Armani Jackson, Managing Editor
More people have access to the web than ever before. With that access, people can brag about their fun activities on Facebook, Instagram their latest meal, tweet about the terrible driver in front of them and send Snaps to friends.
These activities take place on the top layer of the web where a majority of results can be discovered using a Google search.
As the Internet expands, the underside, also known as the deep web, is becoming more mainstream. A typical user can’t access this layer through a traditional browser, such as Firefox or Chrome.
To access the deep web, someone must use another type of browser, most commonly Tor. This type of software makes a user anonymous and essentially untraceable by encrypting web traffic and rerouting the computer’s IP address through random servers. This means a computer’s true identity and location are no longer distinguishable.
The deep web can also be subdivided. A part of the deep web is the dark web, the portion of the Internet where illicit activities and cybercriminals tend to flock. The deep web isn’t necessarily illegal, it just contains sites that are unindexed, which means not accessible through a normal search engine. For example, a student’s Gmail account or Pierce databases would be classified as the deep web.
The dark web is where it gets interesting because it hosts a variety of illicit activities, including, but not limited to, drug deals, human trafficking, sex slavery, terrorist communication, child pornography and assassinators for hire. Forums are available for hackers or, say, like-minded individuals to exchange ideas on effective ways for someone to choke on their blood while still being tasteful.
The dark web is a collection of websites that are publicly visible, but IP addresses of the servers that run them are hidden. That means anyone can visit a dark web site, but it can be difficult to figure out where they’re hosted—or by whom.
Most users on the dark web already know the URLs of the site they want. Unlike a site on the surface level, dark web links end with the Tor-created .onion tag. There’s a Deep Search tool that works similar to Google for finding .onion sites.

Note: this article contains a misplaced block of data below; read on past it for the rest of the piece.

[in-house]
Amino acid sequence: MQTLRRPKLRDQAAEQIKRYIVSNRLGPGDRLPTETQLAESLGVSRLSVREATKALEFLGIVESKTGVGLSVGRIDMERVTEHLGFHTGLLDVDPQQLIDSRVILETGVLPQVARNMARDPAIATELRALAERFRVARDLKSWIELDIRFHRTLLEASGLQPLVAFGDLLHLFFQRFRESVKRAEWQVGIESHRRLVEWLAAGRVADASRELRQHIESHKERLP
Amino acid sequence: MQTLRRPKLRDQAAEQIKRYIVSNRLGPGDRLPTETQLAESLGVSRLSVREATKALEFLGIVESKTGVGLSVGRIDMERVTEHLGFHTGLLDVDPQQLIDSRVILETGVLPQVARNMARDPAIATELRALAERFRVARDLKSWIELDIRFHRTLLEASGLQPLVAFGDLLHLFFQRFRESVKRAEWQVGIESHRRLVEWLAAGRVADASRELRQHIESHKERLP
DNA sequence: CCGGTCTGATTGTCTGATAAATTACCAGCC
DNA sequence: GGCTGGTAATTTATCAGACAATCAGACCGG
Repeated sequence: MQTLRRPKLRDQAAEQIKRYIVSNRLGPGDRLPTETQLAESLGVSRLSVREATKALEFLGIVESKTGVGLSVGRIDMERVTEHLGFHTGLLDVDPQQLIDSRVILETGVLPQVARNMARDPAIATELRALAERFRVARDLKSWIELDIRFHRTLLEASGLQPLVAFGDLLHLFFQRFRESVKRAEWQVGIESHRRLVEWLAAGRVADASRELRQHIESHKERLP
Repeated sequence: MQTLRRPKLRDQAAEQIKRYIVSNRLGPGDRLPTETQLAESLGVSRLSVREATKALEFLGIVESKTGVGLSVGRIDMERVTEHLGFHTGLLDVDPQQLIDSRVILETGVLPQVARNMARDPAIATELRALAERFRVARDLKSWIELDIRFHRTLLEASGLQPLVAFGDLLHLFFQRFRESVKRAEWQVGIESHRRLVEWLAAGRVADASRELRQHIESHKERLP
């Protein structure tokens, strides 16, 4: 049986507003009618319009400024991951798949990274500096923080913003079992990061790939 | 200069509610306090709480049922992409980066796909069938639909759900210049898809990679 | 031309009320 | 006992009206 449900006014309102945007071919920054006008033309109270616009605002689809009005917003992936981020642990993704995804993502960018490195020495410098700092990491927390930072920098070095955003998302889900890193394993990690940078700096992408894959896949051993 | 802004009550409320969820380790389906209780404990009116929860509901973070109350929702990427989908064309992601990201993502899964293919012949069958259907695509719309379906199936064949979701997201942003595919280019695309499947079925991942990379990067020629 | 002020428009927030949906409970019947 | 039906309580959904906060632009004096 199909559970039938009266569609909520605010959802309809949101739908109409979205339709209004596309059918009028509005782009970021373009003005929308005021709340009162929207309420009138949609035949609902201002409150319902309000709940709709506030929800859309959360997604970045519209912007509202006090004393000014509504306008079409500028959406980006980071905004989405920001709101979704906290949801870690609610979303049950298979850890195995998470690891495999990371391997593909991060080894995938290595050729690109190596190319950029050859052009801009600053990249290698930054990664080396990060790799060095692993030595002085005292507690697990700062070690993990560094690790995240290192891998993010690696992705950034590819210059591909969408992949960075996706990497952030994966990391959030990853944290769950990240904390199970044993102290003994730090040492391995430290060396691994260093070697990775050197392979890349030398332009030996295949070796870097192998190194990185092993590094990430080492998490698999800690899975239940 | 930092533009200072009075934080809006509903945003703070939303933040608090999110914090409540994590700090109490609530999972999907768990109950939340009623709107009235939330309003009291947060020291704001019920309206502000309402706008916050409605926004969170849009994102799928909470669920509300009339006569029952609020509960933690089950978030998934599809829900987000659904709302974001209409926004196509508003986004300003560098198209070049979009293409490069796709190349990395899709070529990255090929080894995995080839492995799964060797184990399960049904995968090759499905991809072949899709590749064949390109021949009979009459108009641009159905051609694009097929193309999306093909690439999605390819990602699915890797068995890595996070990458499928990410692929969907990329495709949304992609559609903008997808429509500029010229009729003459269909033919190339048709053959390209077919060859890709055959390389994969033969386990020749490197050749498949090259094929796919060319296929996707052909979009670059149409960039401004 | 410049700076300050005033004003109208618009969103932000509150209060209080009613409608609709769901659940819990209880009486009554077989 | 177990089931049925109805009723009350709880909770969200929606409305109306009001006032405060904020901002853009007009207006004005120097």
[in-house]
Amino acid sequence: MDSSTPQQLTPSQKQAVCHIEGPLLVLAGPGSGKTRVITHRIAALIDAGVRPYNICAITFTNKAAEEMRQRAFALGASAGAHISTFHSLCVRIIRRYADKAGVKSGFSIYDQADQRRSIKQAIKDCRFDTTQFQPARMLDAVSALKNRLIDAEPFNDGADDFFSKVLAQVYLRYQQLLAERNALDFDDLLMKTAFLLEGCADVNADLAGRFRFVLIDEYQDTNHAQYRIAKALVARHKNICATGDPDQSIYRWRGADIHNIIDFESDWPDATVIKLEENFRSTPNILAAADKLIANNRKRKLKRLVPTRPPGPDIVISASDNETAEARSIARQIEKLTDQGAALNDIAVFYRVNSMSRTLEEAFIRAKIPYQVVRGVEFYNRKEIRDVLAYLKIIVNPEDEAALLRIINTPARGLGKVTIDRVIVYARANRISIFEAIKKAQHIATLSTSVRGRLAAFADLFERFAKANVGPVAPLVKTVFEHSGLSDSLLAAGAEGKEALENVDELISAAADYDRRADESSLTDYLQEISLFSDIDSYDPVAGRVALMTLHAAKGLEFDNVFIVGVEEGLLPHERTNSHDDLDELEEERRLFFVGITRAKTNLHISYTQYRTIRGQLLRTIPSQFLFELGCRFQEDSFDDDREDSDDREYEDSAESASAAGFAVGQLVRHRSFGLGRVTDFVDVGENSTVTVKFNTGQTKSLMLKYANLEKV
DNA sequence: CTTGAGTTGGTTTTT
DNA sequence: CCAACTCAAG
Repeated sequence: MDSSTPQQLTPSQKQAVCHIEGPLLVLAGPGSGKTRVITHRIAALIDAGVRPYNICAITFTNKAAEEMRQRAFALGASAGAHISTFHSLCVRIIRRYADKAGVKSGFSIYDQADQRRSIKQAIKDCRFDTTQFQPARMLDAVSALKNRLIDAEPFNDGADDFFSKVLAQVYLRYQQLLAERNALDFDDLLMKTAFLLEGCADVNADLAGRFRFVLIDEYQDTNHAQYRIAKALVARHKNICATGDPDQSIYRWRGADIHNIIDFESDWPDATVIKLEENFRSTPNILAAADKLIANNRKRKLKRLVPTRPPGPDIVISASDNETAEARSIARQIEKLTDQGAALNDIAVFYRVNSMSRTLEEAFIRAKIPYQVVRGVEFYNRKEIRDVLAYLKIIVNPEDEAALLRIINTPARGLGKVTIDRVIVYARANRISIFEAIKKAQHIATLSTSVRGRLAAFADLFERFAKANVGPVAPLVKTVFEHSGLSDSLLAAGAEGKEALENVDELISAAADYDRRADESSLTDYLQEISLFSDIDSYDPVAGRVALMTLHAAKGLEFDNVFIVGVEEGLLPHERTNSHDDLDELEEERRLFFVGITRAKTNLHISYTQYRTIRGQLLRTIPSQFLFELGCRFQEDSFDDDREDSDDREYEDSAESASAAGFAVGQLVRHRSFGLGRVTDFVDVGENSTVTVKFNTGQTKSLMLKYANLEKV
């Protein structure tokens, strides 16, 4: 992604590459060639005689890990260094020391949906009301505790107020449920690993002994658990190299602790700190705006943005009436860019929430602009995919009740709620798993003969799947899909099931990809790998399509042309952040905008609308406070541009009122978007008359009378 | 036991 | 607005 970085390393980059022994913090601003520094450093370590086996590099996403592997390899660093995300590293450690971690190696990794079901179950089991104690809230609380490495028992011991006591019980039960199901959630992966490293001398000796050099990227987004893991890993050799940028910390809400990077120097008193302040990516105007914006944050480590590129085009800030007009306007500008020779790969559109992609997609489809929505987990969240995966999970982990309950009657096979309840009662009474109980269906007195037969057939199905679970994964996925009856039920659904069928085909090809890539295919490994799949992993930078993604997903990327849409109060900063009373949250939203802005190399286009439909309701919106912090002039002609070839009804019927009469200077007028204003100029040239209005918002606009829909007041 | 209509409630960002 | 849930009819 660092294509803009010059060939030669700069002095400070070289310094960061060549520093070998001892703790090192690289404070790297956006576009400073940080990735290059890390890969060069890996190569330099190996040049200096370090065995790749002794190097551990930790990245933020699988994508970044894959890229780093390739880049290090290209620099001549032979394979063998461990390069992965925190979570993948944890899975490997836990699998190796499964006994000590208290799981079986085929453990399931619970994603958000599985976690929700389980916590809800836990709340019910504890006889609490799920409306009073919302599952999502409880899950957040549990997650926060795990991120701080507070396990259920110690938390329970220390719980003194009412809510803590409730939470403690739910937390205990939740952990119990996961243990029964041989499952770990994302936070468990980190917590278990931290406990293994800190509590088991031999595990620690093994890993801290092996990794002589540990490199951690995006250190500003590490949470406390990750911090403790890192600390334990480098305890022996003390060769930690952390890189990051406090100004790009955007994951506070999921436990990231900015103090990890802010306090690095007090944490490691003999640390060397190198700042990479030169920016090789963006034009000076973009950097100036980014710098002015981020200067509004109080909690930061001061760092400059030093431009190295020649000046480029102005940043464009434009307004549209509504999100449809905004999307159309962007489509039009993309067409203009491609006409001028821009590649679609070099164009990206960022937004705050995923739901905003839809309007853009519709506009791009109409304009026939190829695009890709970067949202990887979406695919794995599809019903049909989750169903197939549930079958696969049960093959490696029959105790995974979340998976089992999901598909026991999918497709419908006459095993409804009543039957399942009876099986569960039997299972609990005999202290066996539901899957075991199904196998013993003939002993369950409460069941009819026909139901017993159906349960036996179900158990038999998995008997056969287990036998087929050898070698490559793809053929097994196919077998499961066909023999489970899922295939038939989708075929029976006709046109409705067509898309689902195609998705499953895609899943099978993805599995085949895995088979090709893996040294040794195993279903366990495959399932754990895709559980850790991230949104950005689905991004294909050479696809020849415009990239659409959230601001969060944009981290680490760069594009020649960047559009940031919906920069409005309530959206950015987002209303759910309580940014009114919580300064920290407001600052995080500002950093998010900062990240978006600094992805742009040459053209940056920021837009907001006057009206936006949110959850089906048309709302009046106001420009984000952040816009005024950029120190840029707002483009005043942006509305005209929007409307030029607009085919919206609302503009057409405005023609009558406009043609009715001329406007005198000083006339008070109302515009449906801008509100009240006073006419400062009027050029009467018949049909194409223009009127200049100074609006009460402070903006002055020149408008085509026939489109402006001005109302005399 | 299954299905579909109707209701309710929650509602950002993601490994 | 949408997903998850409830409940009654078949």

Society may deem it taboo to know how to access sites like these because people think that if someone is on the dark web, they’re doing something illegal. Someone can browse and still end up finding something they wish they hadn’t. This portion of the web is accessible to anyone who wants in.
“Sometimes you can see awful, creepy as hell things,” a Pierce College student who wished to remain anonymous said. “If anything says webcam, stay away from it. The reason I say this is they’ll sometimes have people auctioning off other people and they tell them what to do with those people. You can go on the Internet and see a bunch of horror stories. I sold my computer after that happened. I didn’t know (what I was getting myself into).”
If someone wanted to buy weapons, drugs, people etc. the process works similar to Amazon. Users select products they want to buy. However, the steps to complete the purchase are more complicated.
Customers don’t have products shipped to their home addresses. They usually choose a neutral, easily accessible but hidden place. Also, people don’t pay with their debit or credit cards because business is typically done through a bartering system using bitcoins. This is virtual currency that has offline value. Once a product is purchased, the corresponding number of bitcoins are transferred from the customer’s account, held by a neutral third-party, and then transferred into the seller’s account once customers have verified that they’re satisfied with their purchases.
Not everything on the dark web is “dark,” however. For example, one of Tor’s hidden services is SecureDrop, a tool that helps news organizations to receive anonymous submissions and comments.
Facebook uses the dark web, too. According to Wired magazine, “Facebook has launched a dark web site aimed at better catering to users who visit the site using Tor to evade surveillance and censorship.”
This helps countries with strict censorship laws because they can use it in order to have a voice and outside communication without the fear of being easily discovered by government authorities.
“We live in a very monitored society, they’ll watching everything we do,” Computer Network Engineering Instructor Ciaran Bloomer said. “That might inhibit people (or) restrict creativity. They’ll feel more comfortable (and can) operate with the privacy that people used to take for granted not too very long ago, so it (the dark web) might be beneficial in that regard. (Or) sometimes if you’re trying to fight tyranny, not that we have it at the governmental level. They might shut you down, (but) if you’re on the dark web they won’t be able to.”
The Puyallup Post is the award-winning student news of Pierce College Puyallup in Puyallup, Washington. Copyright The Puyallup Post 2017. Twitter/Instagram @puyalluppost
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